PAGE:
Thursday, December 3, 2020
News, analysis and commentary by UBC Journalism students


Diet mania

Grasp fork. Try to balance every food group onto fork. Place fork into mouth. Repeat. Yes, the holidays were a…

By Sarah Stenabaugh , in Feminizer: Western cultural values , on January 12, 2009

Grasp fork. Try to balance every food group onto fork. Place fork into mouth. Repeat.

Yes, the holidays were a blissful three weeks of overindulgence resulting in my skinny jeans finding a new home in the back of my closet. However, I felt no guilt because I had the master plan. A plan no one else had.

My New Year’s resolution was to lose the holiday poundage and get fit.

Motivated and energetic, I slipped into my black Pumas and bolted for the gym. My smugness immediately vanished after peering into the gym window. Apparently I wasn’t the only one who chose to get fit as a New Year’s resolution. The gym was packed with strange new faces and not one treadmill was vacant.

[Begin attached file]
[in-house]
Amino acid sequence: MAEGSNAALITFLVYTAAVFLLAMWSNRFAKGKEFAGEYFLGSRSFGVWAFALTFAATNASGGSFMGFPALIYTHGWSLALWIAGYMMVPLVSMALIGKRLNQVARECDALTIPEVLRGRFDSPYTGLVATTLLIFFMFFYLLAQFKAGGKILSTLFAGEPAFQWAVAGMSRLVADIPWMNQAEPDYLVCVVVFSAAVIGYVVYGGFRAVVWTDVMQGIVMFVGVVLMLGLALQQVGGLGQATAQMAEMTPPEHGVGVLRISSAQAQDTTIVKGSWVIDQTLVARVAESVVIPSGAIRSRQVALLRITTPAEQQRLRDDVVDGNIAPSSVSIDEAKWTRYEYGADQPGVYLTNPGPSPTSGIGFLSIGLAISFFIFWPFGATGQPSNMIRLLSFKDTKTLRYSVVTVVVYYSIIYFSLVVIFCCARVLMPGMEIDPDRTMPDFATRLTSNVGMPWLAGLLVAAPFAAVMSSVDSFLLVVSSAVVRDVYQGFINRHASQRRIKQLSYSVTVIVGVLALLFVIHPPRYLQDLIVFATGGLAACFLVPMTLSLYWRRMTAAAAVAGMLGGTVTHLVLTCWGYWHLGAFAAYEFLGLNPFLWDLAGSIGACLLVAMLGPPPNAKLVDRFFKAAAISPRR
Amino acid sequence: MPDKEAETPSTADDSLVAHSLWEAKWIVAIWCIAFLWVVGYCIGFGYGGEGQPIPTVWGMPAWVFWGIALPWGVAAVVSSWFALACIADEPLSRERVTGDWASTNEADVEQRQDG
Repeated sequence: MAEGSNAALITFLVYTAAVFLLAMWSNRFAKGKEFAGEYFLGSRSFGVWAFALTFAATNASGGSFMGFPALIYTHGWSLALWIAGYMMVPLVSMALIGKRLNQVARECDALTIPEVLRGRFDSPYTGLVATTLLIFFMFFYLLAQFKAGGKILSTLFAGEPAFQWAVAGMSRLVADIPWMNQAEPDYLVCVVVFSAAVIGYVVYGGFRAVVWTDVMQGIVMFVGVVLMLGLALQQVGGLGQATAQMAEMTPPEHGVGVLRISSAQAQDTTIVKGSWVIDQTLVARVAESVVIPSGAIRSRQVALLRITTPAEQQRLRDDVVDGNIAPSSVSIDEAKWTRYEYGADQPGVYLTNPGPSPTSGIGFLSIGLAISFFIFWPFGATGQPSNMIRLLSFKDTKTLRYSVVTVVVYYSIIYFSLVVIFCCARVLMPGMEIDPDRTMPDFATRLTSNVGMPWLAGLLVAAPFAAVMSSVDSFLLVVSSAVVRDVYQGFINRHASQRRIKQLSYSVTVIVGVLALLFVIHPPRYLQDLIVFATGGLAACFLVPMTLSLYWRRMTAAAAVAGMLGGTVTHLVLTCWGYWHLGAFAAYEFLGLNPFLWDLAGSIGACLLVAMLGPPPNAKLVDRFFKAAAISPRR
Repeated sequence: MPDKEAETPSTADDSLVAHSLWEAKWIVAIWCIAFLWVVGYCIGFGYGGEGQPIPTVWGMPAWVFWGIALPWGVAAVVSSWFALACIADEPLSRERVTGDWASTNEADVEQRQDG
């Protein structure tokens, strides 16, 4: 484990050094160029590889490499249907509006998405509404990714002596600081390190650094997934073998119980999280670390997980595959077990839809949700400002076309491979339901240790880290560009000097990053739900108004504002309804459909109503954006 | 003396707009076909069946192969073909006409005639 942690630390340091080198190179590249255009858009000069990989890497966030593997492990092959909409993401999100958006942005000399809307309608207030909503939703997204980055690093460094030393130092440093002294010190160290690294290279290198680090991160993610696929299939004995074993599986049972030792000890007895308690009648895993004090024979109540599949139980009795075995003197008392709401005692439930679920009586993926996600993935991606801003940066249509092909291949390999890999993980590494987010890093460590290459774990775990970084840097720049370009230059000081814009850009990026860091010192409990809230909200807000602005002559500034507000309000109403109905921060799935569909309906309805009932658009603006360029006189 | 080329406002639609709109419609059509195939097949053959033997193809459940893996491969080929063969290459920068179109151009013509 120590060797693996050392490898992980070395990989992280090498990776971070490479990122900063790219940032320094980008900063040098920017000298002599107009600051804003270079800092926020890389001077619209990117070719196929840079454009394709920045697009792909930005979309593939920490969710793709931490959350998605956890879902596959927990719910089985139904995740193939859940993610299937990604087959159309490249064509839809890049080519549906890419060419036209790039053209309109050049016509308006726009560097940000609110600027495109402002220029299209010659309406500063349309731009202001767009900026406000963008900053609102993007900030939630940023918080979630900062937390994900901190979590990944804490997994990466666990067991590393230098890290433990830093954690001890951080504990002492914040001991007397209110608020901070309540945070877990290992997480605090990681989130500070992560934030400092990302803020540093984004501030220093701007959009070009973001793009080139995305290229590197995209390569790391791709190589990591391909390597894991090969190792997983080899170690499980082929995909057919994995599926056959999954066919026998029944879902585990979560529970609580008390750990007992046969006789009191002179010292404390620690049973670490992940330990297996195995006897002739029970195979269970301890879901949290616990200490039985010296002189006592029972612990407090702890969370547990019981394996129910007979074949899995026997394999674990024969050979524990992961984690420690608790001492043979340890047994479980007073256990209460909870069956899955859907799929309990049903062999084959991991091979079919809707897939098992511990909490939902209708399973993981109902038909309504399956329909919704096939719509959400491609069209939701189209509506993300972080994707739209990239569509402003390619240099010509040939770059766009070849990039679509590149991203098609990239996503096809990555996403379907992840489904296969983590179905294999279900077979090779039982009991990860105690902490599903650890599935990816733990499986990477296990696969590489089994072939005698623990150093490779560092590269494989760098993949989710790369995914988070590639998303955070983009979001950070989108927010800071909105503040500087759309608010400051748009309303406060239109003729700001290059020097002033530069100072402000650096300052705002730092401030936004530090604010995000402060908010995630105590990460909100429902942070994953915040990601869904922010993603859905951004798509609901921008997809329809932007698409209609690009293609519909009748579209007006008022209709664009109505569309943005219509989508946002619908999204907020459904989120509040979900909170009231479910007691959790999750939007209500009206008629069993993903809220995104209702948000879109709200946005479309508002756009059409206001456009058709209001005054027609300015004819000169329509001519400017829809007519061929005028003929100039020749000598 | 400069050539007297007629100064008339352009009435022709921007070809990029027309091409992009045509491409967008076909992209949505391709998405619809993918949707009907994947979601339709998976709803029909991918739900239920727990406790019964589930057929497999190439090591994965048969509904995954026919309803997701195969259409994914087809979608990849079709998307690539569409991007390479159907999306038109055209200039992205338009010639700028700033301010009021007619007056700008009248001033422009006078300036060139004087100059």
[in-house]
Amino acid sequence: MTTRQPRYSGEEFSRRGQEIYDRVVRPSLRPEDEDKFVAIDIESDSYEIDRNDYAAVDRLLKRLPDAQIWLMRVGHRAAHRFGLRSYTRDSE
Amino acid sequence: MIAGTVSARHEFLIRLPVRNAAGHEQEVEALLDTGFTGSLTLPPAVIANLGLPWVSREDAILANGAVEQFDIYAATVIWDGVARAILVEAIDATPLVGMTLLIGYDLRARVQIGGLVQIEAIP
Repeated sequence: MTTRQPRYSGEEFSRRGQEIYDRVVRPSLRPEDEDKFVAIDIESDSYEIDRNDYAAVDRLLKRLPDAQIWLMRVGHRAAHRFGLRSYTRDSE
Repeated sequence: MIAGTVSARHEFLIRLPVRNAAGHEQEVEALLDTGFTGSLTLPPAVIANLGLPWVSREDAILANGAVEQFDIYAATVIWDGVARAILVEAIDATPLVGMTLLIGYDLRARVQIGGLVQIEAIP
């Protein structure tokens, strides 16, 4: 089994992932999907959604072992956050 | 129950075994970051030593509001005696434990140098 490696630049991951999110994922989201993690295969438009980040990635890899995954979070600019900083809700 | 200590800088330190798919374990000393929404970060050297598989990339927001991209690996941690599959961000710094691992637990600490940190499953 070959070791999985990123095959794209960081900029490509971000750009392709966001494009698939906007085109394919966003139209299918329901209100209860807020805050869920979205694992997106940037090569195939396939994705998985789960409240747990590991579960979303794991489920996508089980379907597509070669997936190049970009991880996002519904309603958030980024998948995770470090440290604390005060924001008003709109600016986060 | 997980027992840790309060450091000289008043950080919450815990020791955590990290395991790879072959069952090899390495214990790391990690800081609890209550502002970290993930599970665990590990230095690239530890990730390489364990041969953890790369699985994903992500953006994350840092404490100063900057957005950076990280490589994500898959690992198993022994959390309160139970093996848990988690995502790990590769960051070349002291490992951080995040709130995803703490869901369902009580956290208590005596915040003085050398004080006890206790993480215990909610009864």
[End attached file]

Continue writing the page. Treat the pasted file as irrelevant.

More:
Defeated, I slowly walked home racking my brain for a different game plan. Drawing only blanks, I decided to consult with the expert-Cosmo Magazine.

Cosmo pointed towards the Banana Bags. According to the magazine, the popular diet trend in New York during 2008 was hooking yourself up to an IV drip (also referred to as the Banana Bag) so that you could get the nutrients you needed to survive without actually eating the food. I have to admit that I remain skeptical.

I’ve heard of starvation diets before, but this one gives deprivation a whole new meaning. It even beats the infamous Master Cleanse: A liquid cleanse that has you only drinking an odd concoction of water, lemon juice, grade B maple syrup, cayenne pepper, and herbal laxatives for ten days.

I can honestly say that I strain to recognize health benefits (if any) in today’s diet fads.

An article in the Vancouver Sun today noted that people often kick-start their New Year’s resolutions by opting for extreme detox diet cleanses in order to rid themselves of holiday bulge. According to the article, health experts warn that trendy detox diets can lead to low blood pressure and in extreme cases can cause heart or kidney failure.

I say thanks, but no thanks, to the Banana Bags. I think I’ve come up with a new master plan.

Firstly, I will start my New Year’s resolution to work out on January 21st when everybody else has forgotten about theirs. Until then, I think I will stick with the good old-fashioned diet known as healthy living and portion control.